Ten years after 9/11 and counting, Cynthia Weber’s project in ‘filming the fear of difference’ is more than ever relevant to our debates.
Cynthia Weber’s recently-published book, ‘I am an American’: Filming the fear of difference is a great action. And before you conclude that I cannot string a grammatical sentence together, let me insist that it is best described as one of my favourite theorists of democracy, Paul Barry Clarke, might describe it - as an ‘acting towards or into the universal’ - the kind of individual initiative that, ‘permits, or even develops, the conditions for and the possibility of a renewed understanding of the civic virtues.’ As such, it is a remarkably positive and ambitious exercise in encounter and recognition to have come out of an episode of spreading tragedy and human waste, like the events and afterlife of 9/11.
For the author, it seems to have begun with one of those personal coincidences of timing that bring new ideas and emotions to the fore: bereavement arising from the death of a favourite aunt, and her experience in viewing the famous ‘I am an American’ Public Service Announcement (PSA), shot for the American Ad Council, that began airing on US television ten days after 9/11. The PSA, which featured US citizens of “various ages, races, religions, and ethnicities looking directly into the camera and declaring ‘I am an American’, while emotive Americana music plays in the background” was designed, at a time when a backlash was feared against Arab and other minority Americans after the attacks, to remind US citizens of the original US motto – E Pluribus Unum/Out of Many, One. Years later, many US citizens would still identify the ad with the all-too-brief spirit of unity that embraced the country in the aftermath of 9/11.
Cynthia however experienced it differently from the outset, anticipating that for all its good intentions, such an idealized image of the American melting pot could never avert the backlash, failing as it did to address the real ‘complications and paradoxes’ of any such expression of citizenship, identity, tolerance, patriotism and justice. This was especially the case once the President had announced the ‘with us or with the terrorists’, War on Terror, and it became increasingly clear that this was going to be “fought every bit as much on the home front as on the battlefields of Afghanistan and Iraq”. She was convinced that this comforting fiction was “as full of flawed memories about the US nation as my family is about my aunt,” and that to secure a far better outcome, it would be necessary to go in search of a “more complete history that is shaping who we are and who we might become as Americans, individually and collectively”.
Her account would have to explore how US citizens were working out the answers for themselves to the question, ‘What does it mean to you to be an American?’, which is why each of her interviews culminates in a ‘flag shot’ pose with the US flag which expresses this unique relationship. And it would have to include the ‘Many’ US citizens whose experiences put into question the post-9/11 US national ideal of the ‘One’ – citizens who might be soldiers charged with fighting in foreign US wars, civilians caught up in “domestic US wars over public policies like immigration that resonate differently during the War on Terror”, or a whole range of those who made no public declarations but nevertheless somehow found themselves directly involved.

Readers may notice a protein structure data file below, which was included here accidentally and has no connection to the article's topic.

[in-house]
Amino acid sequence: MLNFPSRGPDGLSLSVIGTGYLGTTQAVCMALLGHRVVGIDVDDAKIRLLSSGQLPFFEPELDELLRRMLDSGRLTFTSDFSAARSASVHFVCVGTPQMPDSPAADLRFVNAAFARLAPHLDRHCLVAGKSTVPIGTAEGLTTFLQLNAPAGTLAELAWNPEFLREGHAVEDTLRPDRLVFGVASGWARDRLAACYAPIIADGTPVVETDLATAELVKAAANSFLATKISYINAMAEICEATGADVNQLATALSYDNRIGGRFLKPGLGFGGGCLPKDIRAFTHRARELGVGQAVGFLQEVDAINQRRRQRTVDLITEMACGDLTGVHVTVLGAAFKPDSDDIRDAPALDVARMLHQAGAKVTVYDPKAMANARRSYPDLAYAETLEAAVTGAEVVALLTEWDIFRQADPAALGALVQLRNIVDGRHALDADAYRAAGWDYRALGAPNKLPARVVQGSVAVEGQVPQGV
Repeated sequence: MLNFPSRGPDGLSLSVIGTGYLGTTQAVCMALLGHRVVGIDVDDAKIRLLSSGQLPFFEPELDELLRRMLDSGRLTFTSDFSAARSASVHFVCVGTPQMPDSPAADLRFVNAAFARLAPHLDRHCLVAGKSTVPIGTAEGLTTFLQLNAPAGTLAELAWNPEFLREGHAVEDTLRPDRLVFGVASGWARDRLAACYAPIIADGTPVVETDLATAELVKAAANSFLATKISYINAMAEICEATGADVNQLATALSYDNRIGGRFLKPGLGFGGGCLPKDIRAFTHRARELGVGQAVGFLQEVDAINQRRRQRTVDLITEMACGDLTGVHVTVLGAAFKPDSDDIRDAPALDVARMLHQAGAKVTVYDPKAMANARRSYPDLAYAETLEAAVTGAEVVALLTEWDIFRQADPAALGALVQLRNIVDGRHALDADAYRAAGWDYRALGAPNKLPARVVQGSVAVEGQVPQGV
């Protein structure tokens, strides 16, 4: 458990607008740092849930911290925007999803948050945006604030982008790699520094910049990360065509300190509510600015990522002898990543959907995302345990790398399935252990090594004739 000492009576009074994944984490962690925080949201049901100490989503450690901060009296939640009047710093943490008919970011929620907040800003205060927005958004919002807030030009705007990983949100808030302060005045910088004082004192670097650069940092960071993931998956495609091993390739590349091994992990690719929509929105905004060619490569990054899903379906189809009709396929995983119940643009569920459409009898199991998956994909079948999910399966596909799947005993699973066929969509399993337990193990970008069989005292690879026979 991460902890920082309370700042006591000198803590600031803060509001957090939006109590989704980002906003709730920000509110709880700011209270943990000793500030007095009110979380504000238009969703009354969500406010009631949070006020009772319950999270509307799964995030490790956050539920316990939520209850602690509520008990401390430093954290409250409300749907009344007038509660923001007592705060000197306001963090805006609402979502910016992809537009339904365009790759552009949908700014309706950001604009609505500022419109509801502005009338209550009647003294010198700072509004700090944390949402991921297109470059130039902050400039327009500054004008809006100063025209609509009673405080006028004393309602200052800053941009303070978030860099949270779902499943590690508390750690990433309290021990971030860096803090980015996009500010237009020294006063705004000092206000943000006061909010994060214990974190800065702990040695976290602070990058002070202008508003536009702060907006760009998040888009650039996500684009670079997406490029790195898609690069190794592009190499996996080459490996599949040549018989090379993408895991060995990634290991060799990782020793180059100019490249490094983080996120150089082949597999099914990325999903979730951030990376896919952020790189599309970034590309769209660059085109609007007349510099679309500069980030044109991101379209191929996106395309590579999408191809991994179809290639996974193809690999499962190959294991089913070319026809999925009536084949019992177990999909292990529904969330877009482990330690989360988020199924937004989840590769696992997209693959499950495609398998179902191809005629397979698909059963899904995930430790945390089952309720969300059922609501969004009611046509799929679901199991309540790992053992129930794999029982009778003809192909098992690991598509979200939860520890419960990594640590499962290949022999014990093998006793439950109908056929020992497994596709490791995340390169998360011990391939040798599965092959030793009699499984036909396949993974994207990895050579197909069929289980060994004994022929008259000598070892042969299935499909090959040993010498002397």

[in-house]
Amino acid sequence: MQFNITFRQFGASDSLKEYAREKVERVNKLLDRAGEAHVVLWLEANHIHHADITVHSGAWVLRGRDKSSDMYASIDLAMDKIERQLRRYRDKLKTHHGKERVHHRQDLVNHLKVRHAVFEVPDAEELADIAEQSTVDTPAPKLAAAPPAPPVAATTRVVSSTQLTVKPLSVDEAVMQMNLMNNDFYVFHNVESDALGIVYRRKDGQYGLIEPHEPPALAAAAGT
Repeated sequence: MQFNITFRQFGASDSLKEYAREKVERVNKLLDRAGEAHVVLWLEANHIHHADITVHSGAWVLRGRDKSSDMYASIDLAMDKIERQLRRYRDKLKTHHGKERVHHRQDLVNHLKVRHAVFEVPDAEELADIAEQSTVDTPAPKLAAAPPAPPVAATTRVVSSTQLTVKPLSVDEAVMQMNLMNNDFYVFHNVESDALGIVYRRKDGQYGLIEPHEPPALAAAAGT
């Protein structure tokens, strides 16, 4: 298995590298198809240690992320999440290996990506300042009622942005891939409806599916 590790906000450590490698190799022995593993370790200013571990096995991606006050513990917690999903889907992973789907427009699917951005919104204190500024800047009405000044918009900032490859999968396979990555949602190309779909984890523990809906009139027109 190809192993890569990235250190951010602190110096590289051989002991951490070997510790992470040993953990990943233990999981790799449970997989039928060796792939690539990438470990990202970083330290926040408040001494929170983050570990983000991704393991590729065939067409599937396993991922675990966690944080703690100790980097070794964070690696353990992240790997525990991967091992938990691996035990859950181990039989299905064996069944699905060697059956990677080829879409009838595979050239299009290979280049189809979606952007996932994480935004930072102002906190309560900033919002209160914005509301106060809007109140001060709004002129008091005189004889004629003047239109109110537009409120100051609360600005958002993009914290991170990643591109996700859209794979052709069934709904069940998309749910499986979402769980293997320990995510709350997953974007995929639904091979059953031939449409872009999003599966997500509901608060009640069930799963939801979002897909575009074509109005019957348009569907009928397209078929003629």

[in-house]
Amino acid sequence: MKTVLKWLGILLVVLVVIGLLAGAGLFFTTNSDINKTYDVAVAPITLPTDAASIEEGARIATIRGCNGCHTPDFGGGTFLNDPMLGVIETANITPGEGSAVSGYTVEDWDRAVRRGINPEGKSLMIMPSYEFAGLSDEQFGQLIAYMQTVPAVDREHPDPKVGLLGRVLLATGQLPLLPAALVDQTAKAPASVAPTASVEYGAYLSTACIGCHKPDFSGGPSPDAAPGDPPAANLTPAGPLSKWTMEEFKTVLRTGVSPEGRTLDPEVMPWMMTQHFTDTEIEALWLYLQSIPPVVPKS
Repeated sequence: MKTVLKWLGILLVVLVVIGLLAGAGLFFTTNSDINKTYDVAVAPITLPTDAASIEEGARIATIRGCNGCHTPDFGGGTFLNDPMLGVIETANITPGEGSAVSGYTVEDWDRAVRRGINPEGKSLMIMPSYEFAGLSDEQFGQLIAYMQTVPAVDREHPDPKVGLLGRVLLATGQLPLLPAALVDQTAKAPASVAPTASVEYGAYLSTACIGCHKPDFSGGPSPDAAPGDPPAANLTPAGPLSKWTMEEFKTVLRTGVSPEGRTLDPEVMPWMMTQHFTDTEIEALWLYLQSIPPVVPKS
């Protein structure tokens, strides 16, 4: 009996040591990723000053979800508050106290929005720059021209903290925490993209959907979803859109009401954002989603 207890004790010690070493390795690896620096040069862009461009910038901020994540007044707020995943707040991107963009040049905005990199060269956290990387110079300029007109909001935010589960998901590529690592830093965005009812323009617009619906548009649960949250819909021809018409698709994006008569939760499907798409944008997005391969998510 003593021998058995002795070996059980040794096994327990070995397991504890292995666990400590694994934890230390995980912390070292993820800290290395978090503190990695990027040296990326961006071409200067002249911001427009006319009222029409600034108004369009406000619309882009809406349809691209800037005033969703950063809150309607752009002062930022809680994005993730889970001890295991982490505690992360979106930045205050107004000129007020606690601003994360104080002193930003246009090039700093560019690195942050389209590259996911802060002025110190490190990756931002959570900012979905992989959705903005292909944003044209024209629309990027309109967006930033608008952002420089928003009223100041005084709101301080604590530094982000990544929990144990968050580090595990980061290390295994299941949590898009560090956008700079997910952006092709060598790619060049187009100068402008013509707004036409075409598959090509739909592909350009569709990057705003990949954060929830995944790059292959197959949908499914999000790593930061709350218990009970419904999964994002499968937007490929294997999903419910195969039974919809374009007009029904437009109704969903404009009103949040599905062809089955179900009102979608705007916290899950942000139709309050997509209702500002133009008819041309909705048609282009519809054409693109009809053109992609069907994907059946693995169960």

Her process of filming a series of interviews with US citizens collectively came to be described as ‘filming the fear of difference’, as it gradually grew into a rich documentation of what Weber describes as the “human costs of a fear-based patriotism”. She likes to think of it as an “intimate reminder” of these human costs, and the great gulf between the lived realities and principled ideals of the always changing ideal of the National Us as ‘One’. The thirteen four-minute, mini-documentary films in which her interviewees tell their story in the first person, can be found in the permanent collection of the September 11 Memorial Museum, alongside Weber’s critical remix of the Ad Council’s PSA, featuring the ‘Many’ US citizens she interviewed, stating what kind of US citizens they are, and concluding with a reversal of the American motto, which now reads, ‘Ex Uno, Plures’. And this is indeed an intimate reminder, not least because of the impressive people we have been able to get to know a little, through the articles and films that the author has shared with us over the years on openDemocracy, some of whom we meet again in her latest thoughts on the tenth anniversary of 9/11.
Nor are these the only ‘political subjectivities’ that we encounter in this process. Peppered throughout the book are the red, white and blue comment cards that participants in the project’s numerous public lectures, film screenings and exhibitions around the world, were invited to fill in - anonymous public reflections on the project. Often people describe what has particularly moved or struck them in the stories before them. Whether one’s own moments of empathy coincide with theirs, as a reader one encounters these jottings with a sense of recognition because one is engaged in the same sort of meditation on the space between one’s-self and the other, the same intense experiences of similarity and difference. The book’s readers have their own invitation too, this time to “feel free to engage with these materials in any order”. The contents are not organised by character, chronology or by event. For the author, “ their organisation highlights the ironies and illogicalities that marked post-9/11 US policies and some of the responses to them… but there is nothing essential in their ordering.” So one is aware that Cynthia has placed side by side for our consideration the story of the first proud beneficiary of the ‘fast-track US citizenship program’ for legal resident aliens fighting for the US in Iraq; the father estranged from his family in the attempt to reject his son’s posthumous US citizenship; and the young Iraq War Resister who has sought political asylum in Canada. But it is entirely up to you how you dip into this endlessly thought-provoking treasure trove and what kind of narrative you weave from these encounters. As someone passionately committed to online revelation, it is rare that I would recommend a physical book as the better experience. But here, with the freedom to pick and mix in these beautiful pages, for once I think I must.